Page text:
The City of Mississauga was awarded the 2018 Continuous Improvement Excellence Award, by Leading Edge Group, based on the progress and commitment it has made to sustainable continuous improvement over the past three years.
“Mississauga is a mature, fast-growing city that offers high-quality programs and services to families and businesses that call our city home,” said Mayor Bonnie Crombie. “We are committed to continuous improvement efforts that demonstrate value for tax dollars and ensure that the city is running efficiently and effectively. Despite budget pressures, we continue to find significant savings and efficiencies through our Lean Program that reduce the tax burden on residents and keep our city competitive.”
The award criteria focused on five pillars of overall operational excellence in continuous improvement: strategy, capability, capacity, improvements that have been realized and improvements that have been sustained.
“This award validates and recognizes the hard work and commitment we, as a municipality, have placed on continuous improvement to better develop innovative and cost-effective ways to deliver services to our residents and businesses,” said Janice Baker, city manager and chief administrative officer. “As one of Canada’s largest cities, our continuous improvement efforts represent the most comprehensive investment in Lean thinking in Canadian municipal government. We have a long history of examining our services to ensure they’re being delivered efficiently and effectively.
“Since 2016, we have developed and deployed our Lean Program to improve the speed of our business processes, improve customer experiences and reduce costs. It has also been a key priority for our annual business planning and budget process.”
The city’s Lean Program focuses on creating improvements to business processes, enhancing customer-focused thinking and strengthening the city’s culture of continuous improvement.
“Since its inception, we’ve seen some great strides with our Lean Program,” said Gary Kent, corporate services commissioner and chief financial officer. “Beyond just financial savings, the program has also improved our customer service and experience, provided environmental benefits as well as enhanced the quality and safety for both customers and those performing the work. Staff are diligent in applying Lean concepts to work smarter. Using these tools and establishing it as a way of work, we have improved and eliminated a number of unnecessary tasks and looked at more efficient and effective ways of conducting our day-to-day business. To date, our Lean Program has saved and avoided more than $9.2 million in costs without any impacts to existing service levels.”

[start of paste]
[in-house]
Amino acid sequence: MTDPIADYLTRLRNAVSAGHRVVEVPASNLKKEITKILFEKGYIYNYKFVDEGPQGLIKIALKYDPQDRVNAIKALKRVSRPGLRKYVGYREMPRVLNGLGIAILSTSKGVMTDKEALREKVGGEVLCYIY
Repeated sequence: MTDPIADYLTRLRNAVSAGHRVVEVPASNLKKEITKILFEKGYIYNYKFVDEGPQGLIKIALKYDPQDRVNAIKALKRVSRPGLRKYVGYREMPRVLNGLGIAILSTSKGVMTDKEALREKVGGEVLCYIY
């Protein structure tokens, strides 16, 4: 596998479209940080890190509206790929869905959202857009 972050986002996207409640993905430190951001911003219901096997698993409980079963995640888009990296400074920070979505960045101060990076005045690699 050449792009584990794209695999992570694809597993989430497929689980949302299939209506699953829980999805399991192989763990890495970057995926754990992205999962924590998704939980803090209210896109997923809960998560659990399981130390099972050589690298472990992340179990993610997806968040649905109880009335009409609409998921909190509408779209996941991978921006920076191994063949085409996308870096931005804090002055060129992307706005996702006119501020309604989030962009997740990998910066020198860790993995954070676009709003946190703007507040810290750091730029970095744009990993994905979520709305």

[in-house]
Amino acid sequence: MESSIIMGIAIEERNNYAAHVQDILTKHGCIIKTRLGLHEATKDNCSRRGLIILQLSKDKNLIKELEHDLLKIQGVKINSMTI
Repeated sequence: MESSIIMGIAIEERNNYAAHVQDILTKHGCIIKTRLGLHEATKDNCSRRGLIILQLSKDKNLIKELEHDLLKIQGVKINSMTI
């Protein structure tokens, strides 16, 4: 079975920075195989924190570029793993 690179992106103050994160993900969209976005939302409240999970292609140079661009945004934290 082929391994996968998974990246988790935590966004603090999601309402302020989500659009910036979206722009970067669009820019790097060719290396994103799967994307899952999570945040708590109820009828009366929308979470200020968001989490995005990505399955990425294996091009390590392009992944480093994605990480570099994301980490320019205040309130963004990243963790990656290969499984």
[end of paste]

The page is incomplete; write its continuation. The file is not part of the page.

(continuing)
The city received the award on Nov. 20.
The city’s Lean Program was established as a permanent resource in 2016, following a small pilot, with the goal of strengthening the culture of continuous improvement across the organization. The program is managed by the city’s corporate performance and innovation section within the corporate services department.
As of November 2018, the city has completed 97 Lean projects, with an additional 42 underway. More than 2,000 “just-do-it “small improvements have been completed and more than 2,500 city staff have received introductory white-belt training on Lean concepts and thinking.